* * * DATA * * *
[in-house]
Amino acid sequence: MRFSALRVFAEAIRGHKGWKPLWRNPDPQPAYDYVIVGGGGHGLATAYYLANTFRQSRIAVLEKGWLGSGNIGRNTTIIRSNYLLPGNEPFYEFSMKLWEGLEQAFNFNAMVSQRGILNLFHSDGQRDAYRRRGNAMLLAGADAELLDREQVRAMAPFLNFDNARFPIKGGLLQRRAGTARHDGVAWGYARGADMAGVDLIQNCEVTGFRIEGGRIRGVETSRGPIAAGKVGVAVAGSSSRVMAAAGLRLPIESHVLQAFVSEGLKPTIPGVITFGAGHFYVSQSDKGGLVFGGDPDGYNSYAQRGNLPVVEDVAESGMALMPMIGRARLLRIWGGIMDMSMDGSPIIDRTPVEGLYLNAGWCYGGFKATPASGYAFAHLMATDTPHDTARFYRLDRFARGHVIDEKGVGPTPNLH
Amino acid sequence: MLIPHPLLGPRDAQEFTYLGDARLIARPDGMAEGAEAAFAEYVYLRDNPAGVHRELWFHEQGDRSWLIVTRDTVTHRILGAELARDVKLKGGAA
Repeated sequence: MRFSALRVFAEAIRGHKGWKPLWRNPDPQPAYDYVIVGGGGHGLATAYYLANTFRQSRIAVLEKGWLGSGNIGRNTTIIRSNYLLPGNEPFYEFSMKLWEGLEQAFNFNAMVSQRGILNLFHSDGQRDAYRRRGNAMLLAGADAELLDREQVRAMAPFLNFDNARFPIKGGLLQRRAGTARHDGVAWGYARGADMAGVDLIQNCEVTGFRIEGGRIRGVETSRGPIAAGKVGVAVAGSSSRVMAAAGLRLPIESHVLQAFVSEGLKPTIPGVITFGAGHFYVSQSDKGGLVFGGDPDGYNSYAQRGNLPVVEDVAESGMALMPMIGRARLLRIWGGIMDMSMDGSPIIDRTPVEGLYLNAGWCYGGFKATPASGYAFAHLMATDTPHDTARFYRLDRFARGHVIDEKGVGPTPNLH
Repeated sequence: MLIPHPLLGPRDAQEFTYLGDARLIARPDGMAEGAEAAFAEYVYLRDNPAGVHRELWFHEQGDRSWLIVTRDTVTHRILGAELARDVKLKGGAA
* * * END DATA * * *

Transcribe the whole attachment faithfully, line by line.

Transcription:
[in-house]
Amino acid sequence: MRFSALRVFAEAIRGHKGWKPLWRNPDPQPAYDYVIVGGGGHGLATAYYLANTFRQSRIAVLEKGWLGSGNIGRNTTIIRSNYLLPGNEPFYEFSMKLWEGLEQAFNFNAMVSQRGILNLFHSDGQRDAYRRRGNAMLLAGADAELLDREQVRAMAPFLNFDNARFPIKGGLLQRRAGTARHDGVAWGYARGADMAGVDLIQNCEVTGFRIEGGRIRGVETSRGPIAAGKVGVAVAGSSSRVMAAAGLRLPIESHVLQAFVSEGLKPTIPGVITFGAGHFYVSQSDKGGLVFGGDPDGYNSYAQRGNLPVVEDVAESGMALMPMIGRARLLRIWGGIMDMSMDGSPIIDRTPVEGLYLNAGWCYGGFKATPASGYAFAHLMATDTPHDTARFYRLDRFARGHVIDEKGVGPTPNLH
Amino acid sequence: MLIPHPLLGPRDAQEFTYLGDARLIARPDGMAEGAEAAFAEYVYLRDNPAGVHRELWFHEQGDRSWLIVTRDTVTHRILGAELARDVKLKGGAA
Repeated sequence: MRFSALRVFAEAIRGHKGWKPLWRNPDPQPAYDYVIVGGGGHGLATAYYLANTFRQSRIAVLEKGWLGSGNIGRNTTIIRSNYLLPGNEPFYEFSMKLWEGLEQAFNFNAMVSQRGILNLFHSDGQRDAYRRRGNAMLLAGADAELLDREQVRAMAPFLNFDNARFPIKGGLLQRRAGTARHDGVAWGYARGADMAGVDLIQNCEVTGFRIEGGRIRGVETSRGPIAAGKVGVAVAGSSSRVMAAAGLRLPIESHVLQAFVSEGLKPTIPGVITFGAGHFYVSQSDKGGLVFGGDPDGYNSYAQRGNLPVVEDVAESGMALMPMIGRARLLRIWGGIMDMSMDGSPIIDRTPVEGLYLNAGWCYGGFKATPASGYAFAHLMATDTPHDTARFYRLDRFARGHVIDEKGVGPTPNLH
Repeated sequence: MLIPHPLLGPRDAQEFTYLGDARLIARPDGMAEGAEAAFAEYVYLRDNPAGVHRELWFHEQGDRSWLIVTRDTVTHRILGAELARDVKLKGGAA